21 Feb 2023
The Ross Trust is helping a leading conservation organisation to continue its work of creating a healthier, more biodiverse, and resilient Port Phillip Bay through marine restoration.
The Trust will provide $180,000 over two years to support The Nature Conservancy Australia (TNC) to develop restoration technologies that can speed up the recovery of marine ecosystems.
‘The Victorian Ocean Resilience and Recovery Program’ will develop new hatchery production methods for giant kelp, golden kelp and the reef species, doughboy scallops. New in-water restoration methods for golden kelp and scallops on existing Dromana shellfish reefs will then be trialled.
Simon Branigan, TNC’s Marine Restoration Lead, says the project is an exciting collaboration with SeaGen Aquaculture, a conservation aquaculture social enterprise.
“This restoration initiative will continue to improve Port Phillip Bay’s biodiversity and water quality, help recover vulnerable ecosystems and boost fish stocks,” he says.
Simon, who will manage the project, has overseen the restoration of shellfish reefs across Australia, working towards TNC’s ambition to bring shellfish reef ecosystems back from the brink of extinction.
“Currently, Victoria is ill-equipped to recover threatened marine species and ecosystems at the pace and scale required to address biodiversity loss,” he says, pointing out that Victoria has 14 marine species and three ecosystems threatened or endangered.
“Australia is ranked fourth highest in global species extinctions, and 100 marine species and four ecosystems are listed as vulnerable or endangered.
“We know there has been a 99% loss of giant kelp forests across Australia and up to 90% loss of golden kelp within some areas of Port Phillip Bay.”
Simon says that marine habitat degradation has been caused by factors including unprecedented catastrophic events such as floods, bushfires, and marine heatwaves, and the introduction of marine pests. Historically, over-harvesting since European colonisation has also had a significant impact, he says.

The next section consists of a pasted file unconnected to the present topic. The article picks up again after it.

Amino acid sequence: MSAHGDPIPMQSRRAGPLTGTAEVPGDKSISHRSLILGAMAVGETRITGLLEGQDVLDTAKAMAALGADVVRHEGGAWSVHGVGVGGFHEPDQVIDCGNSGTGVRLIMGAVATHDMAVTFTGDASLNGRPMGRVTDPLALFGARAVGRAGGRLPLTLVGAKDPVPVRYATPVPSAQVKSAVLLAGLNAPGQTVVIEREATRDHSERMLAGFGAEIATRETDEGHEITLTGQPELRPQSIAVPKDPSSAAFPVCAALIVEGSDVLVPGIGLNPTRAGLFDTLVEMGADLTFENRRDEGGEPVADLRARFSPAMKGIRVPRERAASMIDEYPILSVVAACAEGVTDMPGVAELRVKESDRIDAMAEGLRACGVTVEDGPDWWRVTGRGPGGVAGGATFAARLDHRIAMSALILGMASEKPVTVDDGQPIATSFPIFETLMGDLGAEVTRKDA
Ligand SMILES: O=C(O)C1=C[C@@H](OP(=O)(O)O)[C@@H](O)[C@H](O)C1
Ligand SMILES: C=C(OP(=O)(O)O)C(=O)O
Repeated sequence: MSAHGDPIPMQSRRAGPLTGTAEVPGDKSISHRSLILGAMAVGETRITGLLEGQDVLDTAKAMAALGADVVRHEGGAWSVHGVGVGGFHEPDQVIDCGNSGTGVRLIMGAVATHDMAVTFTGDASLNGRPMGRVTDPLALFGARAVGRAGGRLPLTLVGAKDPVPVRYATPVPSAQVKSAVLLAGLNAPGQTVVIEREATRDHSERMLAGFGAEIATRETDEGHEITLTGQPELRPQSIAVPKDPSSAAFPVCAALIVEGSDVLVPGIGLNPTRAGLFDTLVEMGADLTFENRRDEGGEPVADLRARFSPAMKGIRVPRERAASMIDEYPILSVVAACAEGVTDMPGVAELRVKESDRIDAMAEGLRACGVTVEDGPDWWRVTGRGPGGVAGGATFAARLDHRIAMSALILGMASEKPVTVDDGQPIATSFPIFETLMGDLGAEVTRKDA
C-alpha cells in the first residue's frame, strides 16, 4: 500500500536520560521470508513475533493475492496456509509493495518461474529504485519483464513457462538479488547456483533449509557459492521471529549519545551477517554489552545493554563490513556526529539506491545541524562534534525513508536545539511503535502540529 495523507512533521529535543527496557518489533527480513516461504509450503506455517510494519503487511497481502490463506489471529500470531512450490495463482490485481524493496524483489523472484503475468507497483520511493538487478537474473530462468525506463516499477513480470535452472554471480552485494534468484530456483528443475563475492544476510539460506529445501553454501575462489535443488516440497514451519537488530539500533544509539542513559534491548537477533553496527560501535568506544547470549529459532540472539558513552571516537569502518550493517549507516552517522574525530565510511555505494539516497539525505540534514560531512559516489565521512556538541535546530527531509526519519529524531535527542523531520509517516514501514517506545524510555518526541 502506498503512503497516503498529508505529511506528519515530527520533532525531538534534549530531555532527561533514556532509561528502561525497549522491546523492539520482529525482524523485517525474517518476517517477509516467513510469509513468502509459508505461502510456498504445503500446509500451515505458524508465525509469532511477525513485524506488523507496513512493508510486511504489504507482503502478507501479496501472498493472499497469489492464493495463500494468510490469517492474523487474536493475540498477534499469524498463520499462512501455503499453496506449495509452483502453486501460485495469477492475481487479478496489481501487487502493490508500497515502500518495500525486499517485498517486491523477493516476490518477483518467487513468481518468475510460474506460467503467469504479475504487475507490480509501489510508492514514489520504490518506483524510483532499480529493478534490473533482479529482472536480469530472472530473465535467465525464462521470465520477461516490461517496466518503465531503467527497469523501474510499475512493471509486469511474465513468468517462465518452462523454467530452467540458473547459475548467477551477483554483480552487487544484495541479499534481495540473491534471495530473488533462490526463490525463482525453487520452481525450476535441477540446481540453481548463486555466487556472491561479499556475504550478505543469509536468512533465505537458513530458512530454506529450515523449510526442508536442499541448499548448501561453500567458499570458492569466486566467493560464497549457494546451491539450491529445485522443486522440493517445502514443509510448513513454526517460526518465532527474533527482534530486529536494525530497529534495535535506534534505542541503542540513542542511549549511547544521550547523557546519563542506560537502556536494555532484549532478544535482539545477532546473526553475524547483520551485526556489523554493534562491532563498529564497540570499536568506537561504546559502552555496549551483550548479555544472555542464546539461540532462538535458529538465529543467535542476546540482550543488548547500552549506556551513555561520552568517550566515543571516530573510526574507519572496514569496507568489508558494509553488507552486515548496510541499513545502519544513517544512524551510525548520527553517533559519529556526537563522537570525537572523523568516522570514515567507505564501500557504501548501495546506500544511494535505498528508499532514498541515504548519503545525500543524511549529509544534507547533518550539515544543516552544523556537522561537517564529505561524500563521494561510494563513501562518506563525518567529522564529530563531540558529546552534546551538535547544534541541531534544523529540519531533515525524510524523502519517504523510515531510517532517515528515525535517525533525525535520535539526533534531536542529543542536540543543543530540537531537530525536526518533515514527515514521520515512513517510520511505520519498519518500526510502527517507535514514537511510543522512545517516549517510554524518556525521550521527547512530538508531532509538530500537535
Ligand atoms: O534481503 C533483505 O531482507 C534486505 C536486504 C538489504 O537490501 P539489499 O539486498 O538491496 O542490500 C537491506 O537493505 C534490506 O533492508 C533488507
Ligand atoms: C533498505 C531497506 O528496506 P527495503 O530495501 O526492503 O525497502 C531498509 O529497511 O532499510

“We desperately need to strengthen the entire restoration supply chain if we are to achieve the pace and scale needed to recover degraded marine ecosystems this decade,” he says. “This includes the production in hatcheries of the marine species we use in restoration, just as commercial tree nurseries can accelerate forest restoration.”
Simon says that TNC is the only organisation restoring marine ecosystems on a large scale, both in Victoria and Australia-wide.
“This is a unique project given the partnership with SeaGen Aquaculture, which has a conservation aquaculture facility on Phillip Island, specifically set up to pioneer cost-effective hatchery cultivation technologies,” he says.
The project will see the team develop and then test the technologies on the Dromana reef, as well as engage at least 50 community volunteers to take part in information sessions, shell cleaning, and facility tours.
The Ross Trust CEO Sarah Hardy says TNC had been invited to apply for a second two-year grant after the
excellent implementation and relevance outcomes of its previous grant.
“We expect this project to demonstrate that the marine conservation sector can successfully partner with social enterprises to expand marine restoration, as well as collaborate with other NGOs, government and universities, and introduce citizen science programs,” Sarah says.
Image by:- The Nature Conservancy